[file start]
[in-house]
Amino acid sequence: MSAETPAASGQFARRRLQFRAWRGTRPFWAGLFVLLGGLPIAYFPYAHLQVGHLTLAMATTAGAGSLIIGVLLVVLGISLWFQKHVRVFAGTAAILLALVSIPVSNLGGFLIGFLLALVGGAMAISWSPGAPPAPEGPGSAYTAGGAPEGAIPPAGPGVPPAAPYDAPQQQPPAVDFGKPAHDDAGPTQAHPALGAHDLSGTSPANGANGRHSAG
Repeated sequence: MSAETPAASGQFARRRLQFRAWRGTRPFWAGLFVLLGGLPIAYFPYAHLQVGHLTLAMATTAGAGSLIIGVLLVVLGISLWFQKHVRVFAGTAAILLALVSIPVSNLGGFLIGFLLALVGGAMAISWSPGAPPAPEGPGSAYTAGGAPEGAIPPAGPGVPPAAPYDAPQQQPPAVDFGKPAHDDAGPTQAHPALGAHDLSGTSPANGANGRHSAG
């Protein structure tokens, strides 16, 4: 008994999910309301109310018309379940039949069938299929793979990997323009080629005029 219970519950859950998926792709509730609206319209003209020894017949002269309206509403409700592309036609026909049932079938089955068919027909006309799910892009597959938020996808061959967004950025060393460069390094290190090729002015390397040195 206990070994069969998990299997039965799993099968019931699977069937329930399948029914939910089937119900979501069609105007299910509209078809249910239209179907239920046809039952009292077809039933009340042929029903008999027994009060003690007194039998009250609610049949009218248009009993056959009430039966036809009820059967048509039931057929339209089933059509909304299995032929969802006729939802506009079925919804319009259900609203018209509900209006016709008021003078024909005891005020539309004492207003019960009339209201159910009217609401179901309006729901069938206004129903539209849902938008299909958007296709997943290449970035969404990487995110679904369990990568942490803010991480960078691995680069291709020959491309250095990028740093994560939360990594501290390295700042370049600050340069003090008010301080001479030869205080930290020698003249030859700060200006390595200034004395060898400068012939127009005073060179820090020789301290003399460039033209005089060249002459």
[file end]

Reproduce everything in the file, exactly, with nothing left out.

[in-house]
Amino acid sequence: MSAETPAASGQFARRRLQFRAWRGTRPFWAGLFVLLGGLPIAYFPYAHLQVGHLTLAMATTAGAGSLIIGVLLVVLGISLWFQKHVRVFAGTAAILLALVSIPVSNLGGFLIGFLLALVGGAMAISWSPGAPPAPEGPGSAYTAGGAPEGAIPPAGPGVPPAAPYDAPQQQPPAVDFGKPAHDDAGPTQAHPALGAHDLSGTSPANGANGRHSAG
Repeated sequence: MSAETPAASGQFARRRLQFRAWRGTRPFWAGLFVLLGGLPIAYFPYAHLQVGHLTLAMATTAGAGSLIIGVLLVVLGISLWFQKHVRVFAGTAAILLALVSIPVSNLGGFLIGFLLALVGGAMAISWSPGAPPAPEGPGSAYTAGGAPEGAIPPAGPGVPPAAPYDAPQQQPPAVDFGKPAHDDAGPTQAHPALGAHDLSGTSPANGANGRHSAG
């Protein structure tokens, strides 16, 4: 008994999910309301109310018309379940039949069938299929793979990997323009080629005029 219970519950859950998926792709509730609206319209003209020894017949002269309206509403409700592309036609026909049932079938089955068919027909006309799910892009597959938020996808061959967004950025060393460069390094290190090729002015390397040195 206990070994069969998990299997039965799993099968019931699977069937329930399948029914939910089937119900979501069609105007299910509209078809249910239209179907239920046809039952009292077809039933009340042929029903008999027994009060003690007194039998009250609610049949009218248009009993056959009430039966036809009820059967048509039931057929339209089933059509909304299995032929969802006729939802506009079925919804319009259900609203018209509900209006016709008021003078024909005891005020539309004492207003019960009339209201159910009217609401179901309006729901069938206004129903539209849902938008299909958007296709997943290449970035969404990487995110679904369990990568942490803010991480960078691995680069291709020959491309250095990028740093994560939360990594501290390295700042370049600050340069003090008010301080001479030869205080930290020698003249030859700060200006390595200034004395060898400068012939127009005073060179820090020789301290003399460039033209005089060249002459």